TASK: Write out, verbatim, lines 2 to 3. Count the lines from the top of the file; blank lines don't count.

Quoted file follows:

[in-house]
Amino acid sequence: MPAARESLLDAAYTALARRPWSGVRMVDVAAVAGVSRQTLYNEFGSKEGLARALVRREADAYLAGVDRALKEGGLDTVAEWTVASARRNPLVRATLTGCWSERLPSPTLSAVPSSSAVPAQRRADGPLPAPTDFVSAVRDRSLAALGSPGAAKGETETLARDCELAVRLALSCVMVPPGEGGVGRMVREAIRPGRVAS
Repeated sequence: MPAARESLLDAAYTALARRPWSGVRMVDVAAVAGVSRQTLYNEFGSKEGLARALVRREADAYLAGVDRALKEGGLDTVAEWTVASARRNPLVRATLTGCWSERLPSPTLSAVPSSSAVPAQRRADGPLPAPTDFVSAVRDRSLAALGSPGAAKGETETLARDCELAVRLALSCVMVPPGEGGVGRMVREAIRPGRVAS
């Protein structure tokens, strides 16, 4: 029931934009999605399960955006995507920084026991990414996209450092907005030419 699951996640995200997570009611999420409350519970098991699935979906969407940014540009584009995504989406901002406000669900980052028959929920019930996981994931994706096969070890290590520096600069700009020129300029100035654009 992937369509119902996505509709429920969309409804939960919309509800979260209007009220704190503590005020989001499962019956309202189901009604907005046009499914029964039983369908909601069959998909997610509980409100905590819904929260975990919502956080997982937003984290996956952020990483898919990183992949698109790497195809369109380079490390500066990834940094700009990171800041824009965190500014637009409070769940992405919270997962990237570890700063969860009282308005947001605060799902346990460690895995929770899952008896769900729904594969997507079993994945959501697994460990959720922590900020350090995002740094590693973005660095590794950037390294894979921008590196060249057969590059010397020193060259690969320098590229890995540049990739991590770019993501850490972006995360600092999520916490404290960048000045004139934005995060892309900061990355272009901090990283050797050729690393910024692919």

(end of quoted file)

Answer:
Amino acid sequence: MPAARESLLDAAYTALARRPWSGVRMVDVAAVAGVSRQTLYNEFGSKEGLARALVRREADAYLAGVDRALKEGGLDTVAEWTVASARRNPLVRATLTGCWSERLPSPTLSAVPSSSAVPAQRRADGPLPAPTDFVSAVRDRSLAALGSPGAAKGETETLARDCELAVRLALSCVMVPPGEGGVGRMVREAIRPGRVAS
Repeated sequence: MPAARESLLDAAYTALARRPWSGVRMVDVAAVAGVSRQTLYNEFGSKEGLARALVRREADAYLAGVDRALKEGGLDTVAEWTVASARRNPLVRATLTGCWSERLPSPTLSAVPSSSAVPAQRRADGPLPAPTDFVSAVRDRSLAALGSPGAAKGETETLARDCELAVRLALSCVMVPPGEGGVGRMVREAIRPGRVAS